Fly on, you crazy diamond.


After his tragic death from flying into a building, veterinary pathologists from the Bronx Zoo have found some underlying — and likely fatal — illnesses in the body of Flaco the Eurasian eagle owl.

In a press release, the Wildlife Conservation Society (WCS) announced that Flaco, who escaped from the Central Park Zoo over a year ago and was found dead after hitting a building in Manhattan's Upper West Side last month, did die of fatal trauma from his crash — but he also appeared to have a severe pigeon herpesvirus that likely was the result of eating the common fowl as the primary source of his diet.

Unfortunately, however, that wasn't the only thing the Bronx Zoo vets found. When doing Flaco's autopsy, they discovered that he seemed to have ingested four different anticoagulant rodenticides. As anyone who's ever taken the NYC subway can attest, rat poison is basically everywhere in the city, as are the vermin themselves.

As the WCS notes, the combination of the herpesvirus and the toxicity from the rat poison could well have caused the Eurasian eagle owl to become disoriented.

"These factors would have been debilitating and ultimately fatal, even without a traumatic injury," the press release reads, "and may have predisposed him to flying into or falling from the building."

Carrier Pigeons

Notably, the herpesvirus could have been carried by healthy pigeons — but when those pigeons are eaten by prey, they can fatally infect them, as has been seen before in New York City.

"In Flaco’s case," the WCS press release continues, "the viral infection caused severe tissue damage and inflammation in many organs, including the spleen, liver, gastrointestinal tract, bone marrow, and brain."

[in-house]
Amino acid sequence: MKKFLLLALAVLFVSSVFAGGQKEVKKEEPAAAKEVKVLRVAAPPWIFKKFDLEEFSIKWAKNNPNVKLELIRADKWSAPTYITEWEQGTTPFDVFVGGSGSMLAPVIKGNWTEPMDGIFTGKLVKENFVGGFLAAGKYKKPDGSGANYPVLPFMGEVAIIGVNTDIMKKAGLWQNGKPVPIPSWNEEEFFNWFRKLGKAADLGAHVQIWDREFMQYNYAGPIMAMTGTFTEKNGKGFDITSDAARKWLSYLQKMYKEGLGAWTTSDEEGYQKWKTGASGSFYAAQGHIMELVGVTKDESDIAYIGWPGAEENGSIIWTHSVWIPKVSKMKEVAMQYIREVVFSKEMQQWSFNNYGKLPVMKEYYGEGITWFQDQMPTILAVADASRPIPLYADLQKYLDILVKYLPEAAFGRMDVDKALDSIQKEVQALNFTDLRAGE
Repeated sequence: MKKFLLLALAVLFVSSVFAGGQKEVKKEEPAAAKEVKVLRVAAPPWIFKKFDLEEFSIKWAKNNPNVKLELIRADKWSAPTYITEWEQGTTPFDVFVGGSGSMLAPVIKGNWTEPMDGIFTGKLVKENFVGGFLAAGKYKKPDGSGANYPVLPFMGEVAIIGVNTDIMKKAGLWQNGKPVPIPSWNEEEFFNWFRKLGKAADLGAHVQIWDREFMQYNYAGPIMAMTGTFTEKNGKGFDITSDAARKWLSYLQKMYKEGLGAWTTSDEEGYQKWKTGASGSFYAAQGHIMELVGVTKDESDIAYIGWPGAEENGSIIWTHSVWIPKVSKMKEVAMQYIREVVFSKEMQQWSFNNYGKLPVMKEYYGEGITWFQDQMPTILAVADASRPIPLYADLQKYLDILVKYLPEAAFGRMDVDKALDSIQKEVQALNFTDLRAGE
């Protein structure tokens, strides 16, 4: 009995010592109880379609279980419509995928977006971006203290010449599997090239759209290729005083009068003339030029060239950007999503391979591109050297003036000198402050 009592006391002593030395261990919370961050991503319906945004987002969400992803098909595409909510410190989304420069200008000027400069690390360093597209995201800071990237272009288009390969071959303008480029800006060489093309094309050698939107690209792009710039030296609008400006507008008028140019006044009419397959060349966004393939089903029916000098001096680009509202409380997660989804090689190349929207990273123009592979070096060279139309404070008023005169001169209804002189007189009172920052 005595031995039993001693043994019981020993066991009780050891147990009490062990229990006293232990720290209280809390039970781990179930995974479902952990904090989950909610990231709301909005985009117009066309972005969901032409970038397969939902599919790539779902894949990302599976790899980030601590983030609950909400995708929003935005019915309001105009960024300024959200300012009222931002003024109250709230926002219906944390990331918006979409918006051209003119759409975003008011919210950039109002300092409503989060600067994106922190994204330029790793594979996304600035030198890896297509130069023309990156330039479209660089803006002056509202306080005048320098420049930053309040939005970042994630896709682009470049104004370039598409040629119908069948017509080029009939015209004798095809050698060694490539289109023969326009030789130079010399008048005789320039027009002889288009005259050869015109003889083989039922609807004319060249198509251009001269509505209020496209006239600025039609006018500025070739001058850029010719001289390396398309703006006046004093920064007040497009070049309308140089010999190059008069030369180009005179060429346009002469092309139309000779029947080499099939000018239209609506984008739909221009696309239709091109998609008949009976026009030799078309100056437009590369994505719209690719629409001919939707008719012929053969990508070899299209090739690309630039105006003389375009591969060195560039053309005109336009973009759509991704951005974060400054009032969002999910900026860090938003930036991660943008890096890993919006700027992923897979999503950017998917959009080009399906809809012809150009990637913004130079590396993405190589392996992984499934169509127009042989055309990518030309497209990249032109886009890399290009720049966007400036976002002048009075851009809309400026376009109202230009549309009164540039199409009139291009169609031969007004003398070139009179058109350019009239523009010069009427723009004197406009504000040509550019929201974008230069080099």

As a 2012 study in The Canadian Veterinary Journal explains, Columbid herpesvirus-1 does indeed seem to affect every part of the body in pigeon-eating predators, which includes owls and falcons.

What's worse: if Flaco weren't so famous, he might not have been diagnosed at all.

"Because of the costs associated with diagnostic testing and the need for access to pathology expertise," the study notes, "few wildlife [rehabilitation] centers perform regular postmortem examinations and thus diseases go undiagnosed."

Along with the rat poison, Flaco's autopsy also showed trace amounts of DDE, a breakdown product from the insecticide dichlorodiphenyltrichloroethane (DDT), though there wasn't enough of it in his system to contribute to his death, the WCS said.

Ultimately, the death of the beloved Eurasian eagle owl highlights "the hazards faced by wild birds, especially in an urban setting," the statement said — and it's hard not to agree from this side of Flaco's journey.

More on wildlife: Wildlife Center Employee Dresses as Big Fox to Care for Baby Foxes

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